Pit 2195

Figure61
Figure 61: Period 2B - Pyres 526, 2181, 2189 and 2195, plans and sections

Circular cut, 0.65m diameter and 0.24m deep (Figure 61). Cut into north end of pyre site 2201. Five fills, some charcoal- and ash-rich, including burnt pebbles and human bone (307g) - some perhaps deriving from 2201. Large burnt wood fragments lined upper part of cut. Some of the cremated bone apparently within an unburnt Cam 165 flagon, truncated by ploughing (Figure 64). A burnt Dr 1 or 2-4 amphora bodysherd also present. Also contains an iron nail (SF2310), a flint flake and baked clay. Soil samples 106, ?113, 290.

Figure64
Figure 64: Period 2B - Pyre 2201 and pyre-related feature 2195

Pit 2202

Small charcoal-rich deposit, 0.17m by 0.14m and 0.09m deep. No cut discerned/recorded. No finds. Soil sample 115.

Pit 2212

Oval cut, 0.55 x 0.38m and 0.16m deep (Figure 62). Single charcoal-rich fill including burnt stones. Tiny amount of burnt bone (<1g), but no other artefacts. Soil sample 103.

Pit 2218

Circular cut, 0.65m diameter and 0.53m deep (Figure 62). Two fills, the upper charcoal-rich and containing burnt base sherds of a single grog-tempered jar, probably broken as a result of pyre damage.

Pit 2533

Oval cut, 0.31m by 0.18m and 0.04m deep. Single fill containing charcoal fragments. No finds. Soil sample 159.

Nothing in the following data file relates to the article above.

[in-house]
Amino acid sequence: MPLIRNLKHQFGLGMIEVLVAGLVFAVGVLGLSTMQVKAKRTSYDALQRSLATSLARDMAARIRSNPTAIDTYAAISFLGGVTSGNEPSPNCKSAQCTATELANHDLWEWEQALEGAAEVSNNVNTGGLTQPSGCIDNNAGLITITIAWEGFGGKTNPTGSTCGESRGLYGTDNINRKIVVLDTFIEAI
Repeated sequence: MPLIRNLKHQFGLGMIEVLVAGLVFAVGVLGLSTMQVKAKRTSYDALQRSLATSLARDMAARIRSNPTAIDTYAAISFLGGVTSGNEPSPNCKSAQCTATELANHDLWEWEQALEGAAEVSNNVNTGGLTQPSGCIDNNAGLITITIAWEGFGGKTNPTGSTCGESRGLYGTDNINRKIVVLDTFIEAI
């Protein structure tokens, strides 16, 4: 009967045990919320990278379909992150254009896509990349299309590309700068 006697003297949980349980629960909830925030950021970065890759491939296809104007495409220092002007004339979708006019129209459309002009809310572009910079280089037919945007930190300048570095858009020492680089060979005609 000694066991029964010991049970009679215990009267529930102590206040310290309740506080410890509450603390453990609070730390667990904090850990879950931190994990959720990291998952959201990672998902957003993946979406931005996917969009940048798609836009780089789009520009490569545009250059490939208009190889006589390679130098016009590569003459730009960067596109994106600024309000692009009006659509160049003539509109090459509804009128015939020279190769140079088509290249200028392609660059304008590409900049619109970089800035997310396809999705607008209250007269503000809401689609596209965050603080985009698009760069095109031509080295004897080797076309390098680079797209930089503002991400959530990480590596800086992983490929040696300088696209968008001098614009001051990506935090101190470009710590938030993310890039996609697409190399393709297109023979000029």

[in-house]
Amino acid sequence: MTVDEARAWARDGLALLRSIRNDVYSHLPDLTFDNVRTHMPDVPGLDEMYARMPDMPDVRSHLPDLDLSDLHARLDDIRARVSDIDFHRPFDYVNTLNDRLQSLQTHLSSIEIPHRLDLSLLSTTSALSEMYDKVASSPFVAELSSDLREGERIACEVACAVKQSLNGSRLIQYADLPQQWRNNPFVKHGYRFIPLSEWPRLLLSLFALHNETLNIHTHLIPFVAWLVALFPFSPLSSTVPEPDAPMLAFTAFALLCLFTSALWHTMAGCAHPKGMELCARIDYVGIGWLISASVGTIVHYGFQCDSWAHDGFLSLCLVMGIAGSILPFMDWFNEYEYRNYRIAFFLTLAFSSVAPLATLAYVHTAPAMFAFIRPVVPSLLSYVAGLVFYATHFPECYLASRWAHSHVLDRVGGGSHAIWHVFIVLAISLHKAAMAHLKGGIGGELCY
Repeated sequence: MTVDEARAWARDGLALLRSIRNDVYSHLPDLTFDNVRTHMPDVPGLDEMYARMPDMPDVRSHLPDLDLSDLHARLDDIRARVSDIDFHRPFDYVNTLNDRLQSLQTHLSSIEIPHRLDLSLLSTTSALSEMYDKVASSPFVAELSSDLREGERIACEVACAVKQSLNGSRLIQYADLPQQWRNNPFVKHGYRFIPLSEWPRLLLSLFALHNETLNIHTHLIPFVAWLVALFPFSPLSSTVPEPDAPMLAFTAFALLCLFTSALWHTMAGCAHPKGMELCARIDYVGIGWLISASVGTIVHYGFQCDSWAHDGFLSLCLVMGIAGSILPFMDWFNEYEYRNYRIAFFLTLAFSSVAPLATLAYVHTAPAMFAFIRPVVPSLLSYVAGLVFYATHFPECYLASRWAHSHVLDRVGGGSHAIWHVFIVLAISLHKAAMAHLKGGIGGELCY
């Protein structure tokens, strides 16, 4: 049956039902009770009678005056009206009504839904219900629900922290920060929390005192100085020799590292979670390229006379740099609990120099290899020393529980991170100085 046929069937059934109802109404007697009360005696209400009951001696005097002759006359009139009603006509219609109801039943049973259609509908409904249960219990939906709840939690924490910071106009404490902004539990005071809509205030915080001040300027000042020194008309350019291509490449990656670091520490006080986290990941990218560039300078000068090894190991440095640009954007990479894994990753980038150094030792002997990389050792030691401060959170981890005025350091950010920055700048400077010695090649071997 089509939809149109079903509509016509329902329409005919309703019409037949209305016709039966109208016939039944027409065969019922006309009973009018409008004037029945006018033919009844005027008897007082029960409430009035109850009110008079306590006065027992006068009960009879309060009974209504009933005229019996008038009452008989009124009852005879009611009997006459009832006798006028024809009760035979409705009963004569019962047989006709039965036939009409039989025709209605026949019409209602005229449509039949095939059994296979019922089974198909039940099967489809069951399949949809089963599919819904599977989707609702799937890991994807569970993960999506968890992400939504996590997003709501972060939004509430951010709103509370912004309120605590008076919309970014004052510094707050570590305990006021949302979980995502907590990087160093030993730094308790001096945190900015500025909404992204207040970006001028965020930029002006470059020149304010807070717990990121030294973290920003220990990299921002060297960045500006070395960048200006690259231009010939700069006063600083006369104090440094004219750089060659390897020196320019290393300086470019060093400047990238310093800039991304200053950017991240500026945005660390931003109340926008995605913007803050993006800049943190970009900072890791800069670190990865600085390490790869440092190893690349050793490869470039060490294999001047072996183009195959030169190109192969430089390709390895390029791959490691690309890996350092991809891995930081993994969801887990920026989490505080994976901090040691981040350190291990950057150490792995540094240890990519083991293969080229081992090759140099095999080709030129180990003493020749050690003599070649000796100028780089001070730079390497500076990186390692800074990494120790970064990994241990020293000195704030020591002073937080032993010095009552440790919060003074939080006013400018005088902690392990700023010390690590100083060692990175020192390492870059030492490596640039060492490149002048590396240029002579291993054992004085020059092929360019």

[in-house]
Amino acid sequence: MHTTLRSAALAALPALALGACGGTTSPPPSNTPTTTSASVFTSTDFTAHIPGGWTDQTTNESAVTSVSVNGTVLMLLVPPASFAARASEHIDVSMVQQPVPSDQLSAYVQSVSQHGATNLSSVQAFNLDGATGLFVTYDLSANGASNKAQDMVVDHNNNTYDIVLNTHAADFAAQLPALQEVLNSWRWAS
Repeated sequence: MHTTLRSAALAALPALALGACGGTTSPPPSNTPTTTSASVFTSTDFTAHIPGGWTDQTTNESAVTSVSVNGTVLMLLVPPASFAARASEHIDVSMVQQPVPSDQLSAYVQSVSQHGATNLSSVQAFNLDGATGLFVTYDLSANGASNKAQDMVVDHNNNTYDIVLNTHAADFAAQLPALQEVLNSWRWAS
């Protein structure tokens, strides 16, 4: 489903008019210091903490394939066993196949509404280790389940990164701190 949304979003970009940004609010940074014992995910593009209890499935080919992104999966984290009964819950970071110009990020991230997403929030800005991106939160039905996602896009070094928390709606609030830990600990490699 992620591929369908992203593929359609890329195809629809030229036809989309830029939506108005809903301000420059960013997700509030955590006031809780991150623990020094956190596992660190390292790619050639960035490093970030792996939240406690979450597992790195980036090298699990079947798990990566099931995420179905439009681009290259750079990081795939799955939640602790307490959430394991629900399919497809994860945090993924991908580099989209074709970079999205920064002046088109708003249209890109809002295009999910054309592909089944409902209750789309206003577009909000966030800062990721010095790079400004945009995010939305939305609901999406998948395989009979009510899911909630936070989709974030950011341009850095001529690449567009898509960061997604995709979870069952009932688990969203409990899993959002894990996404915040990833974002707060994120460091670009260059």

Pit 2606

Circular cut, 0.6m diameter and 0.11m deep. Two charcoal-rich fills including burnt pebbles. Also contains tiny amount of burnt bone (2g) and slag (408g). Soil samples 178 and 179.

Pit 3585

Figure68
Figure 68: Period 2B - Pyre-related pit 3585

Irregular-shaped cut, 0.93m by 0.76m and 0.16m deep (Figure 68). Cut comprises two 'scoops' with a single fill. Contains only a tiny amount of burnt bone (<1g), burnt sherds of up to six small beakers, some with burnt bone adhering, a copper-alloy brooch fragment (SF169), an iron nail, glass sherd and charcoal. Soil samples 202 and 203.

Miscellaneous pitting

Pits 481, 544, 547, 592, 594, 602, 610 are all located in the south-eastern part of OA40 (Group 324), close to boundary ditch 25188. Containing charcoal-free gravelly silt fills, they are clearly different from those identified as pyre-related pits. Pits 544, 547 and 602 form an inter-cutting line.

Pit 2905 is located on its own at some distance north of all the other Period 2B pits and pyre-sites that occupy OA40.


 PREVIOUS   NEXT   CONTENTS   ISSUE   HOME 

Internet Archaeology is an open access journal. Except where otherwise noted, content from this work may be used under the terms of the Creative Commons Attribution 3.0 (CC BY) Unported licence, which permits unrestricted use, distribution, and reproduction in any medium, provided that attribution to the author(s), the title of the work, the Internet Archaeology journal and the relevant URL/DOI are given.

Terms and Conditions | Legal Statements | Privacy Policy | Cookies Policy | Citing IA

Internet Archaeology content is preserved for the long term with the Archaeology Data Service. Help sustain and support open access publication by donating to our Open Access Archaeology Fund.